Gambia's Fatou Bensouda has been sworn as the International Criminal Court's new chief prosecutor, saying she is ready to lead the fight against the world's worst war criminals.
"I Fatou Bensouda, solemnly undertake that I will perform my duties and exercise my powers as prosecutor of the International Criminal Court, honourably, faithfully impartially and conscientiously," she said on Friday at a ceremony in The Hague.
Al Jazeera's Inside Story asks if Bensouda's position would impact the work of the ICC in Africa
The 51-year-old Bensouda, the first woman and African to head the team of prosecutors at the tribunal, had served as outgoing prosecutor Luis Moreno-Ocampo's number two since 2004.
Known as the public face of the ICC, Moreno-Ocampo stepped down Friday after nine years as chief prosecutor at the court, which started work in 2003.
Bensouda was elected by the 121 state parties which have signed up to the Rome Statute, the International Criminal Court's founding document.
She takes the helm of the world's first permanent court to try those accused of genocide, war crimes and crimes against humanity, investigating 15 cases in seven countries, all of them African.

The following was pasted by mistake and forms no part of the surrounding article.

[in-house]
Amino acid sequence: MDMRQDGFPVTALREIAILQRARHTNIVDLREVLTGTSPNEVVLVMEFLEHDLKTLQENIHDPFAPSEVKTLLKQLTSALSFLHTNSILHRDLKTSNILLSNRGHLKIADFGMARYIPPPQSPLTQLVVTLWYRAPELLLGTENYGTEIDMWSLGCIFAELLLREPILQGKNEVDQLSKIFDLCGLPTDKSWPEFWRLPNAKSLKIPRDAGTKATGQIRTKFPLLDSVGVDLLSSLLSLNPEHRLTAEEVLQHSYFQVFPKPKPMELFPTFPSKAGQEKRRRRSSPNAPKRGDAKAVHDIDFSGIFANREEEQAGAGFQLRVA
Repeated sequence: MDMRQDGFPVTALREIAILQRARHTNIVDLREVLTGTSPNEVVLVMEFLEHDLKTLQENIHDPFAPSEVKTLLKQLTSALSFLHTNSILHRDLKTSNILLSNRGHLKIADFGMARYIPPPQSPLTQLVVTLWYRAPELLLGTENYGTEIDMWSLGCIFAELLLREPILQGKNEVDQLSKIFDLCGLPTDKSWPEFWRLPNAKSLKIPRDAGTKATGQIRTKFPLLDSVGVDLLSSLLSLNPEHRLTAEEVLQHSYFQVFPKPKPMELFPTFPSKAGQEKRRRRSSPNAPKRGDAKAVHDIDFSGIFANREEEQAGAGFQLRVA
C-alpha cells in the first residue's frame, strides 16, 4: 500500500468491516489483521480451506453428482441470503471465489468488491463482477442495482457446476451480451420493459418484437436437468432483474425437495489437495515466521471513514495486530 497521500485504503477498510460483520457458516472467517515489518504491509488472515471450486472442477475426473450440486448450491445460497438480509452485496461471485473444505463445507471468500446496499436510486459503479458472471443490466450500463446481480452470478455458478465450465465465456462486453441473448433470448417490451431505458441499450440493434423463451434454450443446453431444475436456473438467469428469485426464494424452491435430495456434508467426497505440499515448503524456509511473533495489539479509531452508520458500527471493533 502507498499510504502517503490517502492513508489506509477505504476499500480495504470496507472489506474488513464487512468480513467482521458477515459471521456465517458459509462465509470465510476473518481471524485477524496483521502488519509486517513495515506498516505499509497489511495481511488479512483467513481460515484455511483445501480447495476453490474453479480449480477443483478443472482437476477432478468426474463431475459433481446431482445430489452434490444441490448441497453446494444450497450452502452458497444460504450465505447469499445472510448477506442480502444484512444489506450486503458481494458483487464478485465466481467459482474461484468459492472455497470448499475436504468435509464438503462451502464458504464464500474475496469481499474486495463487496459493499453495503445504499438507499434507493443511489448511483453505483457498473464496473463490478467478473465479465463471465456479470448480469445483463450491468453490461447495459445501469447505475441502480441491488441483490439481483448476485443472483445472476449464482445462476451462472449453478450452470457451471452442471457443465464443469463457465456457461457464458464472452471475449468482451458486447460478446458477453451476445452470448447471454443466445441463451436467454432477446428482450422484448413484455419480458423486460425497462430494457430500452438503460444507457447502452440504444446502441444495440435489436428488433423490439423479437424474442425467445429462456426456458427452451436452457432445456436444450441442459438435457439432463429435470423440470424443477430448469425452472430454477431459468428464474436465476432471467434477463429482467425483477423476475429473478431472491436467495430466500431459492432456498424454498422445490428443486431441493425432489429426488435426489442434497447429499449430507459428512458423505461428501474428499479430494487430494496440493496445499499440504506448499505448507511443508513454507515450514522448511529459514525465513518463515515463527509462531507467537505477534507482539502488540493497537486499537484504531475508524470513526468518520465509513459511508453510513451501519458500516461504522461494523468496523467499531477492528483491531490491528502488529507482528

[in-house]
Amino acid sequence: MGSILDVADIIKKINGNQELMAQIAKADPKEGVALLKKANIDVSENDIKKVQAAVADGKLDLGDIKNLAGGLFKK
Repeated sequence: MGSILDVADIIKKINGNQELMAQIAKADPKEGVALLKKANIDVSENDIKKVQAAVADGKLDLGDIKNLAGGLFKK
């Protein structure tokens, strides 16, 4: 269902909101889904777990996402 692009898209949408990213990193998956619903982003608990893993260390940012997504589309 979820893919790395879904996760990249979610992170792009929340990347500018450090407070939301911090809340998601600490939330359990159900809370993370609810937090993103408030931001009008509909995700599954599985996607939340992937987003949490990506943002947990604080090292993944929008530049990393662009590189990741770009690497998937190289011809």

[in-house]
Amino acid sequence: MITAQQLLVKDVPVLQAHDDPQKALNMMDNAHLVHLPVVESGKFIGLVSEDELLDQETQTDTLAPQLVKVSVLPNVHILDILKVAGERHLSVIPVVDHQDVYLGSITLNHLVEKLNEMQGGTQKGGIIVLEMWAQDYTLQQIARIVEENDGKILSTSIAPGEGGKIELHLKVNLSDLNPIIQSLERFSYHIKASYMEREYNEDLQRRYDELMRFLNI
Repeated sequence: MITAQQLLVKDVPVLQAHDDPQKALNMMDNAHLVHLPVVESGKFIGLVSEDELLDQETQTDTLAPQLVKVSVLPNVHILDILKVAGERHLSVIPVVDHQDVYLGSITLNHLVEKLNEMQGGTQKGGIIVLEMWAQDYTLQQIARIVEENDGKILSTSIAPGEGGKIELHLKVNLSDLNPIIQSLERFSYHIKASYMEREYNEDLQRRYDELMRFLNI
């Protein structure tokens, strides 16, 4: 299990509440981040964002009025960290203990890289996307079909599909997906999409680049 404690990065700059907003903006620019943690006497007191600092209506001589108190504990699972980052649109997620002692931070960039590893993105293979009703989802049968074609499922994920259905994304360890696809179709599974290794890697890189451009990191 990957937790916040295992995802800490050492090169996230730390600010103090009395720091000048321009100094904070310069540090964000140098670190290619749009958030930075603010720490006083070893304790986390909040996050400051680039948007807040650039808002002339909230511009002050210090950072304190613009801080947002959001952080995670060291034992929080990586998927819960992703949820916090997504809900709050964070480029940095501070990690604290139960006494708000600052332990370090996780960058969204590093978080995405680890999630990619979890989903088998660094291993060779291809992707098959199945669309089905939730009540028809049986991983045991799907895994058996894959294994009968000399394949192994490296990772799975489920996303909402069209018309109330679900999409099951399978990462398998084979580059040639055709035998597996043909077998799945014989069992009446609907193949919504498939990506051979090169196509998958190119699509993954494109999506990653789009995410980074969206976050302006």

ICC judges have issued 20 arrest warrants and nine summonses but only six suspects have been arrested so far and only one has been convicted, Congolese militia leader Thomas Lubanga who used child soldiers in the 2002-3 conflict in the northeastern Democratic Republic of Congo.
Those still on the run include Sudan's President Omar al-Bashir and Ugandan Lord's Resistance Army rebel leader Joseph Kony.
Those arrested include Ivory Coast's toppled leader Laurent Gbagbo, who is awaiting a hearing to see if he will face trial on charges relating to violence that killed 3,000 people after the 2010 election.